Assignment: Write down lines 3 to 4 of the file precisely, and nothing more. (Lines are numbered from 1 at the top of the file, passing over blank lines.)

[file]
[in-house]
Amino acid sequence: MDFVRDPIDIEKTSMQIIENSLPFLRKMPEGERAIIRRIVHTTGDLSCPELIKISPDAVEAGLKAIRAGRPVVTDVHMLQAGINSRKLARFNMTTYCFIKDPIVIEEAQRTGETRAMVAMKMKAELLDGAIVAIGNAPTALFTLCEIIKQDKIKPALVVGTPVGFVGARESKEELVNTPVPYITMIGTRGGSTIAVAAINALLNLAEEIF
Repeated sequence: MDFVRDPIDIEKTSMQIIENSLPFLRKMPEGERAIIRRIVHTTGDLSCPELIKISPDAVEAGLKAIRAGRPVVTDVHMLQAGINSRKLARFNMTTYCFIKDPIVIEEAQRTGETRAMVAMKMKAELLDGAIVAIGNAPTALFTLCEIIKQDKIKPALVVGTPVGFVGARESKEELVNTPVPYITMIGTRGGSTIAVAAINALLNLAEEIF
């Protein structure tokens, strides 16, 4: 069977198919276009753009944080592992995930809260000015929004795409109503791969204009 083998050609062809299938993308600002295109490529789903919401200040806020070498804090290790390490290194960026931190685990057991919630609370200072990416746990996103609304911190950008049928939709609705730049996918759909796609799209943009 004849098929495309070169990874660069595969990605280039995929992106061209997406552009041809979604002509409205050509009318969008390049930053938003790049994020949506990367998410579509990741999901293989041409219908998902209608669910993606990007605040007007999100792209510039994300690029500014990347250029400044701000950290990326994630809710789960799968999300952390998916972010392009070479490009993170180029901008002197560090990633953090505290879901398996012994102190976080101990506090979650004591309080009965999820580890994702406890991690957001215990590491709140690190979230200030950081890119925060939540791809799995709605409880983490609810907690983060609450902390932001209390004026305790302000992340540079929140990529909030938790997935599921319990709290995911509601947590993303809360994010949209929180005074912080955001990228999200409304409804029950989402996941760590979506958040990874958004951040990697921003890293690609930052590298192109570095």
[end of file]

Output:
Repeated sequence: MDFVRDPIDIEKTSMQIIENSLPFLRKMPEGERAIIRRIVHTTGDLSCPELIKISPDAVEAGLKAIRAGRPVVTDVHMLQAGINSRKLARFNMTTYCFIKDPIVIEEAQRTGETRAMVAMKMKAELLDGAIVAIGNAPTALFTLCEIIKQDKIKPALVVGTPVGFVGARESKEELVNTPVPYITMIGTRGGSTIAVAAINALLNLAEEIF
């Protein structure tokens, strides 16, 4: 069977198919276009753009944080592992995930809260000015929004795409109503791969204009 083998050609062809299938993308600002295109490529789903919401200040806020070498804090290790390490290194960026931190685990057991919630609370200072990416746990996103609304911190950008049928939709609705730049996918759909796609799209943009 004849098929495309070169990874660069595969990605280039995929992106061209997406552009041809979604002509409205050509009318969008390049930053938003790049994020949506990367998410579509990741999901293989041409219908998902209608669910993606990007605040007007999100792209510039994300690029500014990347250029400044701000950290990326994630809710789960799968999300952390998916972010392009070479490009993170180029901008002197560090990633953090505290879901398996012994102190976080101990506090979650004591309080009965999820580890994702406890991690957001215990590491709140690190979230200030950081890119925060939540791809799995709605409880983490609810907690983060609450902390932001209390004026305790302000992340540079929140990529909030938790997935599921319990709290995911509601947590993303809360994010949209929180005074912080955001990228999200409304409804029950989402996941760590979506958040990874958004951040990697921003890293690609930052590298192109570095």